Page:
We first got a look at Blade Runner 2049 back in December, and that trailer had a lot of cryptic imagery and little dialogue or action. This trailer shows a whole lot more.
First off, what’s with the trend of having a seven second “mini-trailer” before the actual trailer? Stop doing that. Stop it!
This project has had a bumpy road since a script for a sequel was written in 1999. The film has bounced around being shelved, revived by Ridley Scott, and attached to a number of directors. Denis Villeneuve is now at the helm, fresh off a strong of strong successes, including Arrival, considered one of the best films of last year and one of the best sci-fi films of all time. Villeneuve has also been tapped to helm the rebooted Dune movie series.
So almost right off the start I had a problem with this. There’s some good imagery showing a building very reminiscent of Tyrell’s palace. A giant Atari logo lights familiar flying vehicles. But then Jared Leto starts talking, and perhaps it’s his awful Joker performance in Suicide Squad that is still throwing me off, but he seems to be way overacting here. To pile on, he is dressed like a blind Japanese monk, or perhaps more accurately: a hipster who hangs out in Chinatown too much. He monologues as a very stereotypical evil corporate type about slave labor, all the while stroking a newly born replicant.
After that there are some cool shots of giant buildings and the metropolis. Robin Wright, looking like she’s probably a police captain, talks about duty while staring into the rain, the reflection on her face a not so subtle reference to the end of the original movie.
Ryan Gosling, as LAPD Officer K, tracks Harrison Ford, returning as Rick Deckard, to what looks like a Cheeto filtered nuclear fallout zone. Buildings are sunk into the ground and a giant archway of two women leaning towards each other towers over Officer K. Deckard and K exchange a couple of words, confirming they share the same job, although Deckard is now retired (again).
Snowy mountains, cyberpunk bars, explosions, and ostentatious displays of plutocratic wealth make up the bulk of the rest of the trailer. Harrison Ford looks constipated a few times and Gosling practices paleontology by wiping away mud on a rock to reveal some writing. Leto continues his evil hipster monk act, there’s more explosions, more people flying in cars, and potential replicants looking emotionless. All you might expect from a cyberpunk action thriller.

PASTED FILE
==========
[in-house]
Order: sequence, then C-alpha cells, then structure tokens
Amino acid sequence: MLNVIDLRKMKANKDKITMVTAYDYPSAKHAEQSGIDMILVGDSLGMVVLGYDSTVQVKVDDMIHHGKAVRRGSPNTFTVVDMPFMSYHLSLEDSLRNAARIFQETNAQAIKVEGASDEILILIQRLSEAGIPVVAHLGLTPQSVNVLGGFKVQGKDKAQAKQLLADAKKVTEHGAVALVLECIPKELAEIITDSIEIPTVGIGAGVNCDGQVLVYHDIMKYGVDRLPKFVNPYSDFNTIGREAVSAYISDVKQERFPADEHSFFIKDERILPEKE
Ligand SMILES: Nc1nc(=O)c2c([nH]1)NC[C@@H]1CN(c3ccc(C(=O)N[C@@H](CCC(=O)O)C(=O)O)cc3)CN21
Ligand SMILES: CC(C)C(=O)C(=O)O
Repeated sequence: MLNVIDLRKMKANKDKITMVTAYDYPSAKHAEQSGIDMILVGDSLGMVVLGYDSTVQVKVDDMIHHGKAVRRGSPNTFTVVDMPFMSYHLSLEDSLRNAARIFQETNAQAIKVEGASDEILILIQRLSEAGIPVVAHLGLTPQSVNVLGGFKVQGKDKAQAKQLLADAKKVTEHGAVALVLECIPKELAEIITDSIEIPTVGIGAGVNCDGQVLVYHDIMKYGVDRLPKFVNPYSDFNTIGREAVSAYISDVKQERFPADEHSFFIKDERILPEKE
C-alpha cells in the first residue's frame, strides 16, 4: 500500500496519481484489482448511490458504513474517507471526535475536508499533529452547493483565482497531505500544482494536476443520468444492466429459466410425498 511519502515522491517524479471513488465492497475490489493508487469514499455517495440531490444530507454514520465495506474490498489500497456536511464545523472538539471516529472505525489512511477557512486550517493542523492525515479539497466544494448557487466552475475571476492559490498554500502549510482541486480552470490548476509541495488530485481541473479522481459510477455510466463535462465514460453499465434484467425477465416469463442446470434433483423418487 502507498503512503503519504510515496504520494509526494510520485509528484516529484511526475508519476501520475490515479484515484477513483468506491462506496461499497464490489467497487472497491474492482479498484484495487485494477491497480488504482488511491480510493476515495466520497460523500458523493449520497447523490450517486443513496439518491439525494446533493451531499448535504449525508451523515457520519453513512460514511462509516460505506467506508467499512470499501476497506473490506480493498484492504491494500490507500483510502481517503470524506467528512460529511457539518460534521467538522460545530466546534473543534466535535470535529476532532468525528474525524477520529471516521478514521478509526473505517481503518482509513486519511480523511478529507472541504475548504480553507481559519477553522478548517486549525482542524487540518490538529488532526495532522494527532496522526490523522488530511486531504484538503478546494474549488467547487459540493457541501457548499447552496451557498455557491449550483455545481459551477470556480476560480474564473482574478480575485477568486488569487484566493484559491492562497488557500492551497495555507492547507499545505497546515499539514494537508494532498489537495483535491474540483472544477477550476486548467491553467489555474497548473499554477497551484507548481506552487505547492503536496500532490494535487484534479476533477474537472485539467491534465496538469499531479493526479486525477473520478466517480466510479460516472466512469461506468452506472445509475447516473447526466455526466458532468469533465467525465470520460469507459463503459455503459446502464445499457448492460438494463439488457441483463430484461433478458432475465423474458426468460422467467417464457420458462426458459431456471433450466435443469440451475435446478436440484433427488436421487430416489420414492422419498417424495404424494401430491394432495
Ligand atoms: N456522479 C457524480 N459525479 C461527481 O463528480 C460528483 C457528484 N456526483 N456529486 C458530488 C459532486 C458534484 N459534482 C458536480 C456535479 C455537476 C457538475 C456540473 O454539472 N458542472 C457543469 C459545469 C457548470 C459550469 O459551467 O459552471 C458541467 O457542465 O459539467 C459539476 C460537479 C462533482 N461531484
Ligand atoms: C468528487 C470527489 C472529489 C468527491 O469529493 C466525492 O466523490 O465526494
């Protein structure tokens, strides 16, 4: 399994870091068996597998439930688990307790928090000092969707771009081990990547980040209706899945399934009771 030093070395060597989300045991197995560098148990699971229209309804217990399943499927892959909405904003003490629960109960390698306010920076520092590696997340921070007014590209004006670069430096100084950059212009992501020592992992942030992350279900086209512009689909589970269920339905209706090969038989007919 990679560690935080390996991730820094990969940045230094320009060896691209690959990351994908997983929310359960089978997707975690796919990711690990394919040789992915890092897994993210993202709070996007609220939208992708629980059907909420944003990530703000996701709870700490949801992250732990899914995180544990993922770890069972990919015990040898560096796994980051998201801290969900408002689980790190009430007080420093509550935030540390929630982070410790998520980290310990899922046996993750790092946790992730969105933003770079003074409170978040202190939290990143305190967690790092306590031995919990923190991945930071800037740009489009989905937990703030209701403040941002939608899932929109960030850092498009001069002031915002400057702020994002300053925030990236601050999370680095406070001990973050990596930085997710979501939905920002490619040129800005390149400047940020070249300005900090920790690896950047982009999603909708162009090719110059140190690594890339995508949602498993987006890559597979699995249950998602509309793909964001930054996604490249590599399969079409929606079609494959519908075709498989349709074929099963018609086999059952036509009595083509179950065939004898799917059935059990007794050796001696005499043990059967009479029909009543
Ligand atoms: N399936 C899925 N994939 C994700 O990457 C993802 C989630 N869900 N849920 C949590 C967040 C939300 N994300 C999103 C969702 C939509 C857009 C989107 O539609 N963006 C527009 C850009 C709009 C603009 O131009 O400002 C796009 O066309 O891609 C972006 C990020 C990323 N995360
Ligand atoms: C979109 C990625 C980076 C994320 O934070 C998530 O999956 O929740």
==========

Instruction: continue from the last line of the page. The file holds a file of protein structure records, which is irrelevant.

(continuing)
The original Blade Runner (Final Cut only) is one of my favorite movies. I was very nervous about this project from the start. There’s no reason to add another chapter to this story. Anything that includes Deckard is going to take away from the mystique of the original. But when I saw Arrival, I became much more confident because of Villeneuve’s talents. The first trailer was pretty good but this one misses the mark on the whole. The imagery is good, but there’s a lot of bad dialogue and overacting, not to mention copious amounts of mindless action. The original movie was a slow paced neo-noir. This looks like an attempt to capture the Ghost In The Shell audience, a movie that flopped at the box office.
Scott, director of the original, is an executive producer on this and has been known to interfere in projects, especially when it comes to his own properties. He notably squashed District 9 director Neil Blomkamp’s planned sequel to Aliens.
I want this to be good, for the sake of the movie and the sake of good sci-fi movies. Villeneuve has a great track record and I have high hopes for his Dune films. If the Scott or the studio stick their fingers in too much, it may end up costing them.